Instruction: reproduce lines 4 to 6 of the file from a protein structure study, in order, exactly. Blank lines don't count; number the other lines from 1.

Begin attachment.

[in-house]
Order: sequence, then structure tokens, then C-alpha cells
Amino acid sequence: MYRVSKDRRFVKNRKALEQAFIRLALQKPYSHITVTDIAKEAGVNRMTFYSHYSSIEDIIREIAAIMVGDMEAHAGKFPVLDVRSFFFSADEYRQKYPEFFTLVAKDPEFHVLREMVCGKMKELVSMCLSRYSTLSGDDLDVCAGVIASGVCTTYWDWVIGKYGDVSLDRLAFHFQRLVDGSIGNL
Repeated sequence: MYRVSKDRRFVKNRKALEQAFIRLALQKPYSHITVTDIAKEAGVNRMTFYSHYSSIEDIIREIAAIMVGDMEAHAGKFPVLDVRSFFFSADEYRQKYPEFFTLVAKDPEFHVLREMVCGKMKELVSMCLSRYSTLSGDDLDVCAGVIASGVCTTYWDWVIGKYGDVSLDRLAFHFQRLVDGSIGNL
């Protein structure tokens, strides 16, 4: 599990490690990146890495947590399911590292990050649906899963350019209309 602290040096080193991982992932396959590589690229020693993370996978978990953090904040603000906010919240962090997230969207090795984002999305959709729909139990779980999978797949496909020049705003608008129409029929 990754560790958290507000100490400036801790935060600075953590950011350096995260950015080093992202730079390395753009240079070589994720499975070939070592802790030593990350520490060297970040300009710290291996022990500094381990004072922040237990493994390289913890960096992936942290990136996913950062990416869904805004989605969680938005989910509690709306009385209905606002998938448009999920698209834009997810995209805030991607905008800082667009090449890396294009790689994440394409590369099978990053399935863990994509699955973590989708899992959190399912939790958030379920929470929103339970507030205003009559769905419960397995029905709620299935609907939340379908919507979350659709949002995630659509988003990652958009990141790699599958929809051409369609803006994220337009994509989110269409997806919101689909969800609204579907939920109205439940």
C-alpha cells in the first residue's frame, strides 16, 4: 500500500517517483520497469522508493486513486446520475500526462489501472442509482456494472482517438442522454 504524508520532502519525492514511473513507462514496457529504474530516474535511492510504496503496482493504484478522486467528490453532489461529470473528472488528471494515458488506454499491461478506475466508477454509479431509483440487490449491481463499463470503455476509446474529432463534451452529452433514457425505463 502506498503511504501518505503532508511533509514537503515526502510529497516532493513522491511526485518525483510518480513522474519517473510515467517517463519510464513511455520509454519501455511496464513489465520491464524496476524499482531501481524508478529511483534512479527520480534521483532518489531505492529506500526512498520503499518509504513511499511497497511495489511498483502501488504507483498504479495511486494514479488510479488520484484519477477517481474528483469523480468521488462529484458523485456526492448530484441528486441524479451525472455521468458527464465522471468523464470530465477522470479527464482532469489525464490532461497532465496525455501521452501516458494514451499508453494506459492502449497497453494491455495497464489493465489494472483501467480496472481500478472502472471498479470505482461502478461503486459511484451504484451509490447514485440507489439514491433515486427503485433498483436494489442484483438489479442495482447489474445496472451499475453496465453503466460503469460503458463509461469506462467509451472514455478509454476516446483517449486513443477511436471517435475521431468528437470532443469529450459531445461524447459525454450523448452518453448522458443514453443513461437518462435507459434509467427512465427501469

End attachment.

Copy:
Repeated sequence: MYRVSKDRRFVKNRKALEQAFIRLALQKPYSHITVTDIAKEAGVNRMTFYSHYSSIEDIIREIAAIMVGDMEAHAGKFPVLDVRSFFFSADEYRQKYPEFFTLVAKDPEFHVLREMVCGKMKELVSMCLSRYSTLSGDDLDVCAGVIASGVCTTYWDWVIGKYGDVSLDRLAFHFQRLVDGSIGNL
């Protein structure tokens, strides 16, 4: 599990490690990146890495947590399911590292990050649906899963350019209309 602290040096080193991982992932396959590589690229020693993370996978978990953090904040603000906010919240962090997230969207090795984002999305959709729909139990779980999978797949496909020049705003608008129409029929 990754560790958290507000100490400036801790935060600075953590950011350096995260950015080093992202730079390395753009240079070589994720499975070939070592802790030593990350520490060297970040300009710290291996022990500094381990004072922040237990493994390289913890960096992936942290990136996913950062990416869904805004989605969680938005989910509690709306009385209905606002998938448009999920698209834009997810995209805030991607905008800082667009090449890396294009790689994440394409590369099978990053399935863990994509699955973590989708899992959190399912939790958030379920929470929103339970507030205003009559769905419960397995029905709620299935609907939340379908919507979350659709949002995630659509988003990652958009990141790699599958929809051409369609803006994220337009994509989110269409997806919101689909969800609204579907939920109205439940």
C-alpha cells in the first residue's frame, strides 16, 4: 500500500517517483520497469522508493486513486446520475500526462489501472442509482456494472482517438442522454 504524508520532502519525492514511473513507462514496457529504474530516474535511492510504496503496482493504484478522486467528490453532489461529470473528472488528471494515458488506454499491461478506475466508477454509479431509483440487490449491481463499463470503455476509446474529432463534451452529452433514457425505463 502506498503511504501518505503532508511533509514537503515526502510529497516532493513522491511526485518525483510518480513522474519517473510515467517517463519510464513511455520509454519501455511496464513489465520491464524496476524499482531501481524508478529511483534512479527520480534521483532518489531505492529506500526512498520503499518509504513511499511497497511495489511498483502501488504507483498504479495511486494514479488510479488520484484519477477517481474528483469523480468521488462529484458523485456526492448530484441528486441524479451525472455521468458527464465522471468523464470530465477522470479527464482532469489525464490532461497532465496525455501521452501516458494514451499508453494506459492502449497497453494491455495497464489493465489494472483501467480496472481500478472502472471498479470505482461502478461503486459511484451504484451509490447514485440507489439514491433515486427503485433498483436494489442484483438489479442495482447489474445496472451499475453496465453503466460503469460503458463509461469506462467509451472514455478509454476516446483517449486513443477511436471517435475521431468528437470532443469529450459531445461524447459525454450523448452518453448522458443514453443513461437518462435507459434509467427512465427501469